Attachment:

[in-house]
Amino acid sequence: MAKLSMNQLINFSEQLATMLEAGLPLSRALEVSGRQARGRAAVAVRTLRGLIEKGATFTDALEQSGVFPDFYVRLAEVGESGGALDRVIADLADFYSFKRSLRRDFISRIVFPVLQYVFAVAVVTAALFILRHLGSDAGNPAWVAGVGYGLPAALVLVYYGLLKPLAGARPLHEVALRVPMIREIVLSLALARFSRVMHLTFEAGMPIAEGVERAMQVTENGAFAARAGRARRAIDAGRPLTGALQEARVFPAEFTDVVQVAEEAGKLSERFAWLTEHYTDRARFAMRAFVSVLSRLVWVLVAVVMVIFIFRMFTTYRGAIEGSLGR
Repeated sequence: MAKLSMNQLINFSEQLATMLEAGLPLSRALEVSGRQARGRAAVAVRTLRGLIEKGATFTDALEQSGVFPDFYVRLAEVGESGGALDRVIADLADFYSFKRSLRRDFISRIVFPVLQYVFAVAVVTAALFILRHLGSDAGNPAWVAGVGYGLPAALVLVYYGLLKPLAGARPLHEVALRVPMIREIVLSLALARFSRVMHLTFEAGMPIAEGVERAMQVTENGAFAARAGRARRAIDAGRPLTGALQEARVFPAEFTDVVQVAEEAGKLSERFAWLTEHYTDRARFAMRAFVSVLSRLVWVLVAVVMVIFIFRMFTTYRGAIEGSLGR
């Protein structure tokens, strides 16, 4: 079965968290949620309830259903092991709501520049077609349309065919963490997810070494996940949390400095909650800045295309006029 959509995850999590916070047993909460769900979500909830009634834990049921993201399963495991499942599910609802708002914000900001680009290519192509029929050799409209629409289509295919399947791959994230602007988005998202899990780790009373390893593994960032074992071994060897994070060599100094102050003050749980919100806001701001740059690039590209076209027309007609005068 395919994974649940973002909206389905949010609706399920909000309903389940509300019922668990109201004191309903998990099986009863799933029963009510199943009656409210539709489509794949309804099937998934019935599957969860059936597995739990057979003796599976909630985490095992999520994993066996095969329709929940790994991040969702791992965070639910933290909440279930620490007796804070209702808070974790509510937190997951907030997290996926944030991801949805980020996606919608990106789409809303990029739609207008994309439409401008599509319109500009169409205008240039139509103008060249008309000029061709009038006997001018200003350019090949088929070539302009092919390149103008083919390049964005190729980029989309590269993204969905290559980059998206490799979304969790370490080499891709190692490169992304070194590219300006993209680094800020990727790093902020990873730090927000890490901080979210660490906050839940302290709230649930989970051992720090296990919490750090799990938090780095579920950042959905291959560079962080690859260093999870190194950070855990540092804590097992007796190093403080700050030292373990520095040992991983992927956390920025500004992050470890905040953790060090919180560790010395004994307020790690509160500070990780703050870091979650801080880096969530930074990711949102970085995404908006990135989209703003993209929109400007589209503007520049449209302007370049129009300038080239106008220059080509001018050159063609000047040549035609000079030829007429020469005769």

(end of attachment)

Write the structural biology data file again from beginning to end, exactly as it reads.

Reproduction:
[in-house]
Amino acid sequence: MAKLSMNQLINFSEQLATMLEAGLPLSRALEVSGRQARGRAAVAVRTLRGLIEKGATFTDALEQSGVFPDFYVRLAEVGESGGALDRVIADLADFYSFKRSLRRDFISRIVFPVLQYVFAVAVVTAALFILRHLGSDAGNPAWVAGVGYGLPAALVLVYYGLLKPLAGARPLHEVALRVPMIREIVLSLALARFSRVMHLTFEAGMPIAEGVERAMQVTENGAFAARAGRARRAIDAGRPLTGALQEARVFPAEFTDVVQVAEEAGKLSERFAWLTEHYTDRARFAMRAFVSVLSRLVWVLVAVVMVIFIFRMFTTYRGAIEGSLGR
Repeated sequence: MAKLSMNQLINFSEQLATMLEAGLPLSRALEVSGRQARGRAAVAVRTLRGLIEKGATFTDALEQSGVFPDFYVRLAEVGESGGALDRVIADLADFYSFKRSLRRDFISRIVFPVLQYVFAVAVVTAALFILRHLGSDAGNPAWVAGVGYGLPAALVLVYYGLLKPLAGARPLHEVALRVPMIREIVLSLALARFSRVMHLTFEAGMPIAEGVERAMQVTENGAFAARAGRARRAIDAGRPLTGALQEARVFPAEFTDVVQVAEEAGKLSERFAWLTEHYTDRARFAMRAFVSVLSRLVWVLVAVVMVIFIFRMFTTYRGAIEGSLGR
């Protein structure tokens, strides 16, 4: 079965968290949620309830259903092991709501520049077609349309065919963490997810070494996940949390400095909650800045295309006029 959509995850999590916070047993909460769900979500909830009634834990049921993201399963495991499942599910609802708002914000900001680009290519192509029929050799409209629409289509295919399947791959994230602007988005998202899990780790009373390893593994960032074992071994060897994070060599100094102050003050749980919100806001701001740059690039590209076209027309007609005068 395919994974649940973002909206389905949010609706399920909000309903389940509300019922668990109201004191309903998990099986009863799933029963009510199943009656409210539709489509794949309804099937998934019935599957969860059936597995739990057979003796599976909630985490095992999520994993066996095969329709929940790994991040969702791992965070639910933290909440279930620490007796804070209702808070974790509510937190997951907030997290996926944030991801949805980020996606919608990106789409809303990029739609207008994309439409401008599509319109500009169409205008240039139509103008060249008309000029061709009038006997001018200003350019090949088929070539302009092919390149103008083919390049964005190729980029989309590269993204969905290559980059998206490799979304969790370490080499891709190692490169992304070194590219300006993209680094800020990727790093902020990873730090927000890490901080979210660490906050839940302290709230649930989970051992720090296990919490750090799990938090780095579920950042959905291959560079962080690859260093999870190194950070855990540092804590097992007796190093403080700050030292373990520095040992991983992927956390920025500004992050470890905040953790060090919180560790010395004994307020790690509160500070990780703050870091979650801080880096969530930074990711949102970085995404908006990135989209703003993209929109400007589209503007520049449209302007370049129009300038080239106008220059080509001018050159063609000047040549035609000079030829007429020469005769």